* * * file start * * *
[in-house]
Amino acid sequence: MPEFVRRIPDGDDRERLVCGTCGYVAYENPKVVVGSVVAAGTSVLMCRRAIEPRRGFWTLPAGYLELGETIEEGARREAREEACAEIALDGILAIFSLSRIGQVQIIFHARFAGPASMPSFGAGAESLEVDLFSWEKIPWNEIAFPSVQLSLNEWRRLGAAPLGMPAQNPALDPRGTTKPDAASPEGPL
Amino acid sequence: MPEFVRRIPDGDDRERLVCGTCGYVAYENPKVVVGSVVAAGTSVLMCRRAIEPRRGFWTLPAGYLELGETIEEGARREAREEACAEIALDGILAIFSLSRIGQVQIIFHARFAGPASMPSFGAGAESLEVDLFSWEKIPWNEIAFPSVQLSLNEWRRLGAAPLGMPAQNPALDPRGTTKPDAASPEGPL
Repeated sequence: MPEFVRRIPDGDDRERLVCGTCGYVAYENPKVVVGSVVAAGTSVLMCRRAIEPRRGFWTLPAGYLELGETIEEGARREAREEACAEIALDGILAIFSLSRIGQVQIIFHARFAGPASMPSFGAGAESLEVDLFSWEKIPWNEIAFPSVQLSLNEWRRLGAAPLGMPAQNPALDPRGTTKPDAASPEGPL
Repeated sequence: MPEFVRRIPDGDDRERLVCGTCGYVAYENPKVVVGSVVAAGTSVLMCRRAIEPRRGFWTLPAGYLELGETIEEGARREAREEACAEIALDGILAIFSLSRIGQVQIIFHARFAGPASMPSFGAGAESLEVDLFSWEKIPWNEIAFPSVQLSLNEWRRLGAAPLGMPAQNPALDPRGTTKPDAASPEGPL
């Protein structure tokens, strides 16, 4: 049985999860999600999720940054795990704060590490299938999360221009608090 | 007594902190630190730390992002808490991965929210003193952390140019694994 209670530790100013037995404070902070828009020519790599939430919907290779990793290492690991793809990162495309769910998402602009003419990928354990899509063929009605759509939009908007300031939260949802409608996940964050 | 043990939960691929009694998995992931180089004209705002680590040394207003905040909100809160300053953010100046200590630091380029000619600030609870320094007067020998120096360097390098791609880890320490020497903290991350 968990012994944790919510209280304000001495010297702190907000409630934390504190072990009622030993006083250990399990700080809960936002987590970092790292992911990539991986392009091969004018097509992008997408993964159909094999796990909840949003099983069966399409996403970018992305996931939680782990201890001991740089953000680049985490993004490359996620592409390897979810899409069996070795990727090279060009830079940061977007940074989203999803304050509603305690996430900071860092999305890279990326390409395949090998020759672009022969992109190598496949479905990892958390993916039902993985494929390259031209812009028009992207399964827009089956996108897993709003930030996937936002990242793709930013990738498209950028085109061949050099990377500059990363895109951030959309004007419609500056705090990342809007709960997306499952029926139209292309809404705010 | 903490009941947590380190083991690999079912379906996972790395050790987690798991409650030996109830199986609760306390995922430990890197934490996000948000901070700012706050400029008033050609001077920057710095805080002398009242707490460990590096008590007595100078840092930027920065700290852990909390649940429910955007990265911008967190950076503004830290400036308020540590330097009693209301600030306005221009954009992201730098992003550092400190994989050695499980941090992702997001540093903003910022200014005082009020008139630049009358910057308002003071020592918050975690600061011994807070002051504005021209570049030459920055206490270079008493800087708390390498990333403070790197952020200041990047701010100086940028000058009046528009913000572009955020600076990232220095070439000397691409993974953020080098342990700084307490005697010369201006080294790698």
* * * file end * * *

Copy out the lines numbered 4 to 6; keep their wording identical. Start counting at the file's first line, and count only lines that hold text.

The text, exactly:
Repeated sequence: MPEFVRRIPDGDDRERLVCGTCGYVAYENPKVVVGSVVAAGTSVLMCRRAIEPRRGFWTLPAGYLELGETIEEGARREAREEACAEIALDGILAIFSLSRIGQVQIIFHARFAGPASMPSFGAGAESLEVDLFSWEKIPWNEIAFPSVQLSLNEWRRLGAAPLGMPAQNPALDPRGTTKPDAASPEGPL
Repeated sequence: MPEFVRRIPDGDDRERLVCGTCGYVAYENPKVVVGSVVAAGTSVLMCRRAIEPRRGFWTLPAGYLELGETIEEGARREAREEACAEIALDGILAIFSLSRIGQVQIIFHARFAGPASMPSFGAGAESLEVDLFSWEKIPWNEIAFPSVQLSLNEWRRLGAAPLGMPAQNPALDPRGTTKPDAASPEGPL
């Protein structure tokens, strides 16, 4: 049985999860999600999720940054795990704060590490299938999360221009608090 | 007594902190630190730390992002808490991965929210003193952390140019694994 209670530790100013037995404070902070828009020519790599939430919907290779990793290492690991793809990162495309769910998402602009003419990928354990899509063929009605759509939009908007300031939260949802409608996940964050 | 043990939960691929009694998995992931180089004209705002680590040394207003905040909100809160300053953010100046200590630091380029000619600030609870320094007067020998120096360097390098791609880890320490020497903290991350 968990012994944790919510209280304000001495010297702190907000409630934390504190072990009622030993006083250990399990700080809960936002987590970092790292992911990539991986392009091969004018097509992008997408993964159909094999796990909840949003099983069966399409996403970018992305996931939680782990201890001991740089953000680049985490993004490359996620592409390897979810899409069996070795990727090279060009830079940061977007940074989203999803304050509603305690996430900071860092999305890279990326390409395949090998020759672009022969992109190598496949479905990892958390993916039902993985494929390259031209812009028009992207399964827009089956996108897993709003930030996937936002990242793709930013990738498209950028085109061949050099990377500059990363895109951030959309004007419609500056705090990342809007709960997306499952029926139209292309809404705010 | 903490009941947590380190083991690999079912379906996972790395050790987690798991409650030996109830199986609760306390995922430990890197934490996000948000901070700012706050400029008033050609001077920057710095805080002398009242707490460990590096008590007595100078840092930027920065700290852990909390649940429910955007990265911008967190950076503004830290400036308020540590330097009693209301600030306005221009954009992201730098992003550092400190994989050695499980941090992702997001540093903003910022200014005082009020008139630049009358910057308002003071020592918050975690600061011994807070002051504005021209570049030459920055206490270079008493800087708390390498990333403070790197952020200041990047701010100086940028000058009046528009913000572009955020600076990232220095070439000397691409993974953020080098342990700084307490005697010369201006080294790698």